Dumb writing advice, Part 1: Word prohibitions



An Überflip page by Andrea Ayres-Deets is headlined “5 Weak Words That Are Sabotaging Your Writing.” If only there were a few words that you could simply expunge to get an immediate improvement in your prose! But of course it’s nonsense. Writing advice can’t be reduced to word prohibitions; and the prohibitions recommended here would be ridiculous overkill.

Here are the words you should allegedly shun: (1) really; (2) things and stuff; (3) I believe, I feel, and I think; (4) the be of the passive; and (5) the word very.

It’s dumb advice, from top to bottom.

1. Really This useful adverb, which Ayres-Deets illustrates with the (putatively bad) example The swimmer really performed admirably, has two meanings. First, it can be an intensificatory modifier, adding an extra helping of emphasis and enthusiasm–and I hope I never see the day when emphasis and enthusiasm are extinguished by the cold, grey hand of writing tuition.

But really can also serve (much like actually) as an adjunct expressing trans-world locational information. It’s used to contrast the real world with a fictive one. There’s nothing redundant or trivial about doing this: When I say He imagined she would be clumsy, but she really performed admirably I mean that the clumsiness claim held only in the world of his imagining; here in the real world her performance was admirable. Humans spend much time discussing hypothetical or imagined worlds. Sometimes they need to be brought back to earth with a world-shifting adverb.

2. Things & stuff Things are entities that can be individuated; stuff is abstract or concrete substance that cannot be. But we don’t always want to sound like Oxford metaphysicians.

Look at a couple of concrete examples, plucked from Bram Stoker’s Dracula (the text happens to be on my laptop). Jonathan Harker’s journal records a a terrified old peasant woman as saying: “Do you not know that to-night, when the clock strikes midnight, all the evil things in the world will have full sway?” Things, because who knows the correct terms for the horrors that might stalk Transylvania at midnight on St. George’s Eve. Later on, Dr. Seward’s journal describes Van Helsing sealing the vampire Lucy Westenra’s tomb with “some whitish stuff, like dough or putty.” Seward writes stuff because at the time he has no idea what Van Helsing is using (a paste of consecrated communion bread). These word choices aren’t sabotaging Stoker’s writing! Sometimes you need generic terms.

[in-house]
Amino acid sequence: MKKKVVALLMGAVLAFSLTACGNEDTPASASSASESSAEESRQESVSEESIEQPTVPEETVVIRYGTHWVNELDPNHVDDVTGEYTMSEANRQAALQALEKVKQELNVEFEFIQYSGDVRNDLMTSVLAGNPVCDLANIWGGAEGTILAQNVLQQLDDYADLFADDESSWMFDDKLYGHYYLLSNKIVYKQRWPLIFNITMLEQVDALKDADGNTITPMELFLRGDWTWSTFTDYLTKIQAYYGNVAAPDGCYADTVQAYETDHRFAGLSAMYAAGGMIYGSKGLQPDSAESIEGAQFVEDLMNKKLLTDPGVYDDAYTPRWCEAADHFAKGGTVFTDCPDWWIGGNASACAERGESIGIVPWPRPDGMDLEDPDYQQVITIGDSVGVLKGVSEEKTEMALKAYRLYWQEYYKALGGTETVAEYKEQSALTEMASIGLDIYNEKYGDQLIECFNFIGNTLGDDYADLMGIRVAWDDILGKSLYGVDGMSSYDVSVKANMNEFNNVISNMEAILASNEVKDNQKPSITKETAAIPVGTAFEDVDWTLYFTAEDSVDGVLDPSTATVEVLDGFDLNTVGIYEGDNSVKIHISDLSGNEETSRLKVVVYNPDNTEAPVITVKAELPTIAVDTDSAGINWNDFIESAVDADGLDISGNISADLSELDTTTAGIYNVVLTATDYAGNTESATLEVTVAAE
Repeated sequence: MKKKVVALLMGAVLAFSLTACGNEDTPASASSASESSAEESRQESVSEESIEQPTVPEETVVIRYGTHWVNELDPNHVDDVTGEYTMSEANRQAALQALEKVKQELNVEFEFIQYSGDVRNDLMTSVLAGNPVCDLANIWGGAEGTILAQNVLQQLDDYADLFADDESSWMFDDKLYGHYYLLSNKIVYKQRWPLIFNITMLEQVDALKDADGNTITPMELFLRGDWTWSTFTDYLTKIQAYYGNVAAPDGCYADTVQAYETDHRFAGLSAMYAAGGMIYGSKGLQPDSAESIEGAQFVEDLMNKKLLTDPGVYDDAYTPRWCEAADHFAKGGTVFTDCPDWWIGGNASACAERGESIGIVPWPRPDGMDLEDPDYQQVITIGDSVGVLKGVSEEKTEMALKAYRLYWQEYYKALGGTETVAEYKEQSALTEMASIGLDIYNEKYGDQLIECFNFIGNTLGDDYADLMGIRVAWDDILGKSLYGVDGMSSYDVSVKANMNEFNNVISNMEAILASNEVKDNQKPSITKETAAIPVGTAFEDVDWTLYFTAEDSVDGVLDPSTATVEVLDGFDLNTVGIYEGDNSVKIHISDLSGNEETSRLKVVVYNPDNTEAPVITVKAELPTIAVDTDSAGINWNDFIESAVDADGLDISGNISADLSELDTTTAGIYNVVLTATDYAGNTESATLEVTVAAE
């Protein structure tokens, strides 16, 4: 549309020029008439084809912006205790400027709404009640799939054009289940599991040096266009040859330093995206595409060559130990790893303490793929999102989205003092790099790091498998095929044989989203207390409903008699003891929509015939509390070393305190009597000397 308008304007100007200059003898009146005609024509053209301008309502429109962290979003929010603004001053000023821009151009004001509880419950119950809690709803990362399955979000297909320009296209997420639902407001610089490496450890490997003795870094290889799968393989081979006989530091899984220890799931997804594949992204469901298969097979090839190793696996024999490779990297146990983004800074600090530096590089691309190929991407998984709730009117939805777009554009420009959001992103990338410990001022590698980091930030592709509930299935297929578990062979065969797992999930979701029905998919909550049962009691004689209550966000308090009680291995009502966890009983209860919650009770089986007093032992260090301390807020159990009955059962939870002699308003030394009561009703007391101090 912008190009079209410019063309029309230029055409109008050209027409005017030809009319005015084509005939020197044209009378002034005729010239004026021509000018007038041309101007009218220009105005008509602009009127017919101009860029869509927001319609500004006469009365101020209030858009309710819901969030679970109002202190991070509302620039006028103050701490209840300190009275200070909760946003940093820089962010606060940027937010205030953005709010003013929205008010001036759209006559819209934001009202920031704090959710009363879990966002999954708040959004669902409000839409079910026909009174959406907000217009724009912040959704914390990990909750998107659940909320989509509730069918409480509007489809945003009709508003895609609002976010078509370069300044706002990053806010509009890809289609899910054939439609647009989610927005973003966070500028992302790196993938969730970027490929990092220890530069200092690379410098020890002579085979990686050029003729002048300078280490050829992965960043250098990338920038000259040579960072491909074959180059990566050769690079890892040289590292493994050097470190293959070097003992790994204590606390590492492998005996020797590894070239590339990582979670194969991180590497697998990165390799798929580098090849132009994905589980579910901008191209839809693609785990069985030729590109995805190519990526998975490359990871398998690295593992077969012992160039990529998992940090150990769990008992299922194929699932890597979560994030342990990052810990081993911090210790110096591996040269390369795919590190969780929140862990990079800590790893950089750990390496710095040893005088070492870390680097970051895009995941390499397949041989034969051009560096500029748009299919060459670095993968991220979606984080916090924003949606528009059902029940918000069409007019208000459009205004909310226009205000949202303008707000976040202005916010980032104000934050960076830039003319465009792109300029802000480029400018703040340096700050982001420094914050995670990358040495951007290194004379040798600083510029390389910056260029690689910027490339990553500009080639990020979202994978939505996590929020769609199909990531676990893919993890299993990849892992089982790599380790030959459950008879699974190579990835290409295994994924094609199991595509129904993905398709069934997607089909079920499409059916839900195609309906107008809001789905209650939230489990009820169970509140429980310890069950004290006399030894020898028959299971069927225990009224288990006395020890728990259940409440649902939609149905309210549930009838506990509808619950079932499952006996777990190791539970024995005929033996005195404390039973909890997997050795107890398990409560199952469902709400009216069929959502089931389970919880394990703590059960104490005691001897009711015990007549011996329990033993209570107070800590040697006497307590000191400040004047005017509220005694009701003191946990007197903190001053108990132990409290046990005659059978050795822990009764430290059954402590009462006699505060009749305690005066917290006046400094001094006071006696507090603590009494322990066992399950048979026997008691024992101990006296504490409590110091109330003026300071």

The “bad” example Ayres-Deets presents for things and stuff is: “The article said a lot of things and stuff.” Certainly, that sounds inept (for one thing, the phrase and stuff is an extremely informal substitute for the etc. of academic English). But simply banning the two most basic terms for discrete objects and nondiscrete material is no way to sensitize students to the norms of academic English.

3. Believe, etc. Prefixing every statement you make with an announcement that it’s a personal belief, feeling, or opinion is a mistake, of course. But again, prohibition isn’t the answer. Sometimes it should be made explicit that a personal reaction is being expressed, and sometimes not.

4. Passives The article condemns the word-forms was, is, are, and am (missing were by mistake), but the motive immediately becomes clear: It’s another standard-issue condemnation of passive voice. The passive is called “unnecessarily complex”; it is “less engaging and requires the writer to use more words per sentence”; it “forces the reader to do more work to get to the same conclusion” instead of using “short, punctuated sentences that get to the point.”

None of this is true. Some passives are longer and others shorter; some are clunky or hard to understand, and others aren’t. (For a detailed critique of the familiar hogwash see my “Fear and loathing of the English passive”). An added note that “passive voice does have its place” and “not every form of ‘to be’ represents passive voice” only underscores the fact that this whole misguided warning about the passive bogeyman is bunk.

5. Very The final proposal simply proscribes the most basic positive intensifier for gradable adjectives and adverbs in English. If you truly believe no distinction need be drawn between hot water and very hot water, then all I can say is that you shouldn’t be the one to give the baby a bath.

Don’t think I oppose writing advice. I emphatically agree that novice writers should be encouraged to steer clear of vagueness, overuse of intensifiers or emphasis, needlessly tagging claims as personal opinion, and so on. But the judgments are delicate, and call for careful elucidation and thoughtful exemplification. Blanket word prohibition as a substitute for thoughtful style advice is just dumb. Very dumb. It is a thing that I really don’t believe writing instructors should be encouraged to engage in.


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